I Love You but You Didn’t Do the Reading

Jesus on dinosaurs, teachers on strike…it was another busy week here at ILYBYGTH International. Here are a few stories that caught our eye. Thanks to everyone who sent in stories and tips…

“Jesus Rode a Dinosaur:” Christian conference seeks to help youth pastors do a better job talking about science, at RNS. HT: GB.

jesus rode a dinosaur

Where your Templeton money is going…

Could it work? Arne Duncan calls for a school boycott to change gun laws. At TP.

The wrong answer to school shootings: Texas Lt. Gov. Dan Patrick at CNN.

The latest on teacher strikes:

President Carter gently mocks Trump at Liberty commencement, at RNS.

Proof: AZ changed science standards to make room for creationism, at 12NEWS.

Science missionaries confront hostile creationist locals, at BioLogos.

Christian college administrators tend to censor student newspapers, at IHE.

Why do conservatives hate public schools? One conservative’s argument at AP.

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Why Didn’t They Talk about Schools?

There was plenty of talk. Senator Sanders admitted he was “sick and tired of hearing” about Secretary Clinton’s emails. Senator Webb jabbed Wall Street. Governor O’Malley championed the middle class. And Governor Chafee was also there. But nobody said anything about K-12 education. Why not?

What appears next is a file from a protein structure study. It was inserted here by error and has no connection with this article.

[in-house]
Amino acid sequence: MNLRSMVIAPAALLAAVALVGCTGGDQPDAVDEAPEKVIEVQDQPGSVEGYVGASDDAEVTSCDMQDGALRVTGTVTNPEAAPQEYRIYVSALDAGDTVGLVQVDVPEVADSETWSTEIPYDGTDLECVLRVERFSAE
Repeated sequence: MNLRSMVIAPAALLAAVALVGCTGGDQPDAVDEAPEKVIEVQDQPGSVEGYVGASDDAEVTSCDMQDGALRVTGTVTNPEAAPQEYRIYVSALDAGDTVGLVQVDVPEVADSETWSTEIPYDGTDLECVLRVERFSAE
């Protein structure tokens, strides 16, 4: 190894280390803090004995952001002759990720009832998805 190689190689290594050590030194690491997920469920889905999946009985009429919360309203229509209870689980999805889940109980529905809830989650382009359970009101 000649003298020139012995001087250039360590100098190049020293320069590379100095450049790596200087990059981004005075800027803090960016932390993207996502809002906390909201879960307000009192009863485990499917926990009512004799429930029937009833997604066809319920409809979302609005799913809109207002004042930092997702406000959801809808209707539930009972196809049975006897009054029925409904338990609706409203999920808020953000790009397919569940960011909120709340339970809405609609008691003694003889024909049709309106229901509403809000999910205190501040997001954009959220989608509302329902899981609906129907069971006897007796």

There was some talk about higher education. Both Senator Sanders and Secretary Clinton insisted we need some way to relieve student debt loads, maybe with free college tuition. Governor O’Malley bragged about low tuition rates in his state.

But only Secretary Clinton mentioned early childhood education, saying offhand that every child needed it to live up to his or her “God-given potential.”

Seems odd. The Democratic Party, after all, is the party of both Head Start and Race To The Top. The Democrats’ Big Tent includes both “Test-Em-n-See” Arne Duncan and Curmudgucrat Peter Greene.

It seems in the high-stakes world of primary debates, these stark differences between leading Democratic voices would offer a chance for some lively back-and-forth on key issues. What should we do with the Common Core? How should teachers be evaluated? How do we know if a school is doing a good job?